Cormoran MK1, my firts rocket and design.

Discussion in 'Plans' started by Nacho, Jan 12, 2019.

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  1. Jan 12, 2019 #1

    Nacho

    Nacho

    Nacho

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    Hi,
    Today I would like to share with you my first ever rocket:

    Cormoran MK1

    [​IMG]

    [​IMG]

    Specs:
    • Length: 370mm
    • Body diameter: 32mm
    • Propulsion: C6-3
    • Mass with motors:124g
    • Expected apogee: 150m (~495ft)
    • Build material: PLA

    About it:
    I have been interested in rocketry for a long time. For one reason or the other I really never got into it. I recently purchased a 3D printer and I thought I would give a try at designing my own model rocket!
    I started by printing some test parts: body tubes, parts with holes, nose cones etc. After having a better idea of the weights and dimensions I jumped to OpenRocket and made the rocket design:

    [​IMG]
    From here, I started designing the actual components using Fusion360. It took me a few weeks to learn the tool and also perfect the measurement of parts that had to fit together.

    Up-coming flight:
    At this time, the rocket is finished and I am running some simulations to make sure it will fly safely. I am also finishing my chute assembly. This week I will start the works on the launch pad. I am expecting to be ready to go in about 2-3 weeks.

    The first flight will be performed using a smaller engine (B4) and the apogee should be at around 50m (~170ft). I think this is a good idea as I have never launched a rocket before :p.

    Once I confirm all the parts are working nominally, I will proceed to launch with the C engine.


    OpenRocket Files:

    You can download the plans for this rocket in the attachments section.
    At some point, I would like to release the actual component parts, however, I would prefer to first test this design and make sure it actually flies!

    Thanks a lot for reading, wish you clear skies!
    ~Nacho.
     

    Attached Files:

  2. Jan 12, 2019 #2

    mccordmw

    mccordmw

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    Did you physically measure the CG? Or are you relying on OpenRocket to calculate it? If it's programmatically derived, you might want to double check it since I don't see fin roots or centering rings in your snapshot above.
     
  3. Jan 12, 2019 #3

    Nacho

    Nacho

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    Yeah, I double checked it once I got the motors and it is pretty close to the simulated CG!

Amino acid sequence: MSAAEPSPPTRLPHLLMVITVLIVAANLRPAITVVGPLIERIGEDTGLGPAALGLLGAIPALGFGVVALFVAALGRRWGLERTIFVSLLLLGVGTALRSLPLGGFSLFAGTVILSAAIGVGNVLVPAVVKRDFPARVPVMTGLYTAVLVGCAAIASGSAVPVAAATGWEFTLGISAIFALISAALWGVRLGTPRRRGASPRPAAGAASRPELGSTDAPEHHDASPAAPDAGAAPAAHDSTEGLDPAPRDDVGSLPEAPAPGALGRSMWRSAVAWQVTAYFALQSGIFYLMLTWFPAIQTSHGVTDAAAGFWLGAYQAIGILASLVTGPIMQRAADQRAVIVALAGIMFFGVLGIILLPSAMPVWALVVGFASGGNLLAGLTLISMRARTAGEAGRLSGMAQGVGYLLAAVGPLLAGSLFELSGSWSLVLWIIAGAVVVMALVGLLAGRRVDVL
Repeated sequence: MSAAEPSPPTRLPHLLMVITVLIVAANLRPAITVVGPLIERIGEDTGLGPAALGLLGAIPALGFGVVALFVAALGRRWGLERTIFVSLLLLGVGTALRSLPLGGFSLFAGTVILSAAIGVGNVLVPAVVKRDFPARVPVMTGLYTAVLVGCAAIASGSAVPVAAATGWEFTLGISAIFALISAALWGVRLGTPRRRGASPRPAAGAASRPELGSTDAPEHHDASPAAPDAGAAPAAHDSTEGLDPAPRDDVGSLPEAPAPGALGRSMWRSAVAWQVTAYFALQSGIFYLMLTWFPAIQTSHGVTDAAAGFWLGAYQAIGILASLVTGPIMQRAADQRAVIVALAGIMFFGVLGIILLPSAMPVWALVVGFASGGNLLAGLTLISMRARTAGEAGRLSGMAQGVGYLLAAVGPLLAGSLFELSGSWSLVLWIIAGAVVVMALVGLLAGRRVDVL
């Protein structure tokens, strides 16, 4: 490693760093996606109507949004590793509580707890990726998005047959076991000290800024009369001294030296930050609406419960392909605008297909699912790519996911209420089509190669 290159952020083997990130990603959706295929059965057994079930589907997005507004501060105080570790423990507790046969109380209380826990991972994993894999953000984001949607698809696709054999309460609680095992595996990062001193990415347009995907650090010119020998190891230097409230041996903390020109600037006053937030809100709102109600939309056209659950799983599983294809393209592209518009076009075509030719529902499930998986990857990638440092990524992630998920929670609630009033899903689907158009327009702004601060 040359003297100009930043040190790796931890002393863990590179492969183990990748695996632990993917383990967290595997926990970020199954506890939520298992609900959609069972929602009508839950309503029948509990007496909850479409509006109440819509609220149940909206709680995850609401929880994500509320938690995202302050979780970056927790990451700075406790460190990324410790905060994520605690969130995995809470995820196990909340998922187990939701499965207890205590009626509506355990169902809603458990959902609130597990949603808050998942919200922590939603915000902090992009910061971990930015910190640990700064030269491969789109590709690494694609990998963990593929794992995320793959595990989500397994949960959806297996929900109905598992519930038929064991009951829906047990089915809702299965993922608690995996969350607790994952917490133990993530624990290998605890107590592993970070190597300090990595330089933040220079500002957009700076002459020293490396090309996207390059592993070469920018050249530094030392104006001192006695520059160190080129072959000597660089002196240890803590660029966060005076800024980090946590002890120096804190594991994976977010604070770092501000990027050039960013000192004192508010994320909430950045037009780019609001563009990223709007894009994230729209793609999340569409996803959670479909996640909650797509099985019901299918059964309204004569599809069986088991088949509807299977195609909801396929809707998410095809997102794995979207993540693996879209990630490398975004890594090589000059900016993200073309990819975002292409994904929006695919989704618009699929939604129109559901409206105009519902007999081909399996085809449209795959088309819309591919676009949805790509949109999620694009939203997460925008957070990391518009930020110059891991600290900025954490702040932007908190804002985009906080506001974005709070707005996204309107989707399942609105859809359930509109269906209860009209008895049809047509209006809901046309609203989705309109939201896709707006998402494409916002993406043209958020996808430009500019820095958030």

4. Jan 12, 2019 #4

    Zeus-cat

    Zeus-cat

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    What brand motors are you using? I hope they aren't Quest! Those suckers burn hot. If you are using Klima motors you should ask people how hot they get. We don't have them over here in the colonies so most people on the forum have no experience with them.

    Is your motor mount plastic or does the motor slide into a paper tube (or liner)? I know people that have 3-D printed rockets and plastic motor mounts are questionable as the heat from the motor can damage them. I believe they recommend keeping the motor in the mount until it has cooled. That way the spent motor keeps the mount from warping as everything cools. Still, you may want to build our next rocket with a paper motor mount to reduce the heat and warping issue.

    Cool looking rocket.
     
  5. Jan 12, 2019 #5

    Nacho

    Nacho

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    Hi Zeus, I'm using ESTES motors. And yes, I did 3D print the mount. I'm a bit concerned about how will the mount react to the heat of the motor. However, the burn time is quite short so I hope it will keep its integrity during flight.

    For my next project, I will replace the body material for cardboard and I would like to experiment with ABS for the mount (this material has a higher glass transition temperature).

    Thanks for your feedback :)
     
  6. Jan 13, 2019 #6

    mccordmw

    mccordmw

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    Estes don't burn very hot until you get up to E or F. The F15 gets really toasty.
     
  7. Jan 13, 2019 #7

    Nacho

    Nacho

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    Good to know! There is some way to go before I fire an F motor :D
     
  8. Jan 15, 2019 at 5:20 PM #8

    Nytrunner

    Nytrunner

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    If you can get it, try PETG as a filament.

    We have a club member that prints it for 29mm motor mounts (metal case reload motors) and it hasn't seemed to be a problem yet.
     
  9. Jan 15, 2019 at 8:18 PM #9

    Nacho

    Nacho

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    That's a good choice, I will consider using it in future builds.


    These last few days I've been working on my chute assembly:

    [​IMG]

    I will be redoing my CG tests as I had to add a few parts to hold the shock cord.

    ~Nacho.
     

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